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January 30, 2007

"Inferential felonies," are case studies guilty?

Gerring acknowledges that the case study is seen by many as ambiguous, free-form research lacking the methodological rigor for broader generalizations. Therefore, case study researchers who dare to draw inferences and examine their findings in broader contexts are claiming relevance for their work "unlawfully" because they did not follow the "traditonal" laws of research (i.e. representative sample, distinct variables, statistical significance). I admit that I began our class with a bias toward this more positivist perspective. I always have felt that research brings value if it is useful in some way. By 'useful' I mean some form of wider application, can we take what we've learned and make inferences to a broader population or other instances? I'm drawn to the indepth exploration and discovery of case study research, but I'm struggling with the usefulnss of knowing so much about something so particular. Rather than take a clear stance one way or the other, Gerring appears to embrace case studies as existing in both worlds, as both particularizing and generalizing. He says, "Iit seems justifiable for case studies to function on two levels simultaneously, the case itself and some broader class of (perhaps difficult- to- specify) cases" (p.79). Critical to this is identifying the population from which the case is taken, and understanding how the case fits into the larger context. What this speaks to is a well thought out research design -- the one 'law' of research that should never be broken.

January 29, 2007

The Joys of the Eisenhardt Reading

Eisenhardt's piece, in my opinion, is most notable for the practical angle she lends to case study research. For me any research should further knowledge beyond just the boundaries of the specific site of study. Validity beyond the specific case, and generalizability lend credibility to the study. As a perennial sceptic I tend to look askance at any study that no matter how complicated does not yield anything beyond the case-specific parameters of time, site, and context. ("I am happy for you, dear researcher, but frankly speaking, I don't care).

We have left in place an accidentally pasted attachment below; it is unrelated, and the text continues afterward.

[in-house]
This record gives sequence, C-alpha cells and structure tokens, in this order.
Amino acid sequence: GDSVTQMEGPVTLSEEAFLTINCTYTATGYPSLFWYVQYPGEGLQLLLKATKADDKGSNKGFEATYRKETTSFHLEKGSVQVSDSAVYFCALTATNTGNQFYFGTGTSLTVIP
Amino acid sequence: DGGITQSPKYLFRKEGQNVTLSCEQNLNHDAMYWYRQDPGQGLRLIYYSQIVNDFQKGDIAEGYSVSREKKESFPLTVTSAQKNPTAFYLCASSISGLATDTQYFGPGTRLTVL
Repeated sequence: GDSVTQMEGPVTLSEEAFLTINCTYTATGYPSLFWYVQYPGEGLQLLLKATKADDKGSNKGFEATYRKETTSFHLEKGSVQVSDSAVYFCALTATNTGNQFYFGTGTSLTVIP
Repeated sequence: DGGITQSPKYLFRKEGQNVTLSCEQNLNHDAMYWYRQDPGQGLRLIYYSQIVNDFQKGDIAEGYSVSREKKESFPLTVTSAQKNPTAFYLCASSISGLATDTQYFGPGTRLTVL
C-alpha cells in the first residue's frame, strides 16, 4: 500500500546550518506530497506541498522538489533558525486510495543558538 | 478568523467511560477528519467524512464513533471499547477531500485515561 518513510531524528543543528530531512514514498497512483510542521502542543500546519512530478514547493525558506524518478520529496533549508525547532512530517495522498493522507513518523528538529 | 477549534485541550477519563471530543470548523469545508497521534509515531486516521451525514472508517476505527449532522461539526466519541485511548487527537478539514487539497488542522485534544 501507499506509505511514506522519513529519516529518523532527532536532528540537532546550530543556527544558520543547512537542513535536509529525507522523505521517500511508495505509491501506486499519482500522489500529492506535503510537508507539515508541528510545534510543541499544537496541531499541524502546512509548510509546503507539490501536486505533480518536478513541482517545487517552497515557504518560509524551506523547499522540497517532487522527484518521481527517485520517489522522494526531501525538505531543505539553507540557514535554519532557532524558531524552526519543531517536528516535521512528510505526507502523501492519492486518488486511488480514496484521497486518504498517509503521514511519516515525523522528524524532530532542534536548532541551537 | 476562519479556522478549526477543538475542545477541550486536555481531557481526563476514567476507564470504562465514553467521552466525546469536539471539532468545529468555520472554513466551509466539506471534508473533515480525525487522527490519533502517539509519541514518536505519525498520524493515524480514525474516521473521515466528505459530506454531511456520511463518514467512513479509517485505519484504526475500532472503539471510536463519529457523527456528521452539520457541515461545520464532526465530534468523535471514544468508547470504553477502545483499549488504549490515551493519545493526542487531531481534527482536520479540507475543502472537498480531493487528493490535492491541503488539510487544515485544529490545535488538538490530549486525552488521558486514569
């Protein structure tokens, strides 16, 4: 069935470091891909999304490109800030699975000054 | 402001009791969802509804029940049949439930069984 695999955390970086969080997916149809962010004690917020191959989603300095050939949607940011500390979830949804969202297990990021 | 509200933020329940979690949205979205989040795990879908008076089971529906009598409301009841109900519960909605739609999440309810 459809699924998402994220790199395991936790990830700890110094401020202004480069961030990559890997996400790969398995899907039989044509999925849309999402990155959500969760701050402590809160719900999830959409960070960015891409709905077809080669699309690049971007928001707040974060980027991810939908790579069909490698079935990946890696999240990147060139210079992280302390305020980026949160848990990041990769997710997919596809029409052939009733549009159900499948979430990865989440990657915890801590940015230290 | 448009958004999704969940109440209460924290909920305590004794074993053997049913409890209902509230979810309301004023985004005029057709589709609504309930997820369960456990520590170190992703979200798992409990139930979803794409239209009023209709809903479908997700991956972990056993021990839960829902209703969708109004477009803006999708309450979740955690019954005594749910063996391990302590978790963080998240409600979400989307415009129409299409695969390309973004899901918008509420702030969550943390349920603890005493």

In my own research field, I am trying to look at multiple cases to build and/or enhance current theories surrounding the issue of usability and trust as a leading factor influencing users' perception of a Web site's user friendliness. And yes, while the case study method is by its very nature inevitably a study of the particular, I am hoping to generate some theoretical threads wrt user-focused design in different types of transactional sites.

Afterthought 1: Gerring's chapter 4 especially the section on the general vs the particular seems very handy to me...

Searching for cases...

I appreciate Bethany's and Kim's posts, and would really just repeat them and their great questions/insights, so I thought I'd add a little bit about locating cases to examine. While my own interests tend toward material rhetoric, specifically rhetoric surrounding pregnancy and consumerism, I like to think about more tech-comm-y stuff every so often.

So, while reading the Star Tribune online last week, I saw a brief story about my husband's alum, Univ. of North Carolina - Chapel Hill. They apparently inadvertently sent out an email accepting 2,700 students, but these students are actually on the wait list. What they meant to do was get midterm grades from the students they had already accepted (UNC has rebuked admission offers from students whose grades drop their final high school terms - is this common? I had never heard of this til I lived there).

I can't find the Strib story, but here's a link from another source:
link from another source

While reading it, I had that feeling that Laura described about the NASA goof. How could that happen?!? Was this a technology problem, some kind of (massive) user error, or a breakdown in communication? I think it would make an interesting case study (if I indeed am understanding what these "case studies" are)

See everyone in class!

Questions, many of them rhetorical

This week's readings are causing me to begin grappling with how to really set up a case study. From the readings I've learned of the many factors that should be decided upon before beginning and different combinations of methods that can make findings more generalizable. Data triangulation makes sense to me in theory. But, how can you plan for enough different types of data collection without making a mountain of data that will take an unrealistic amount of time to sort through? How can this be done in an acceptable way for someone who wants to do a case study for a dissertation so that the person isn't writing his/her case for the next decade?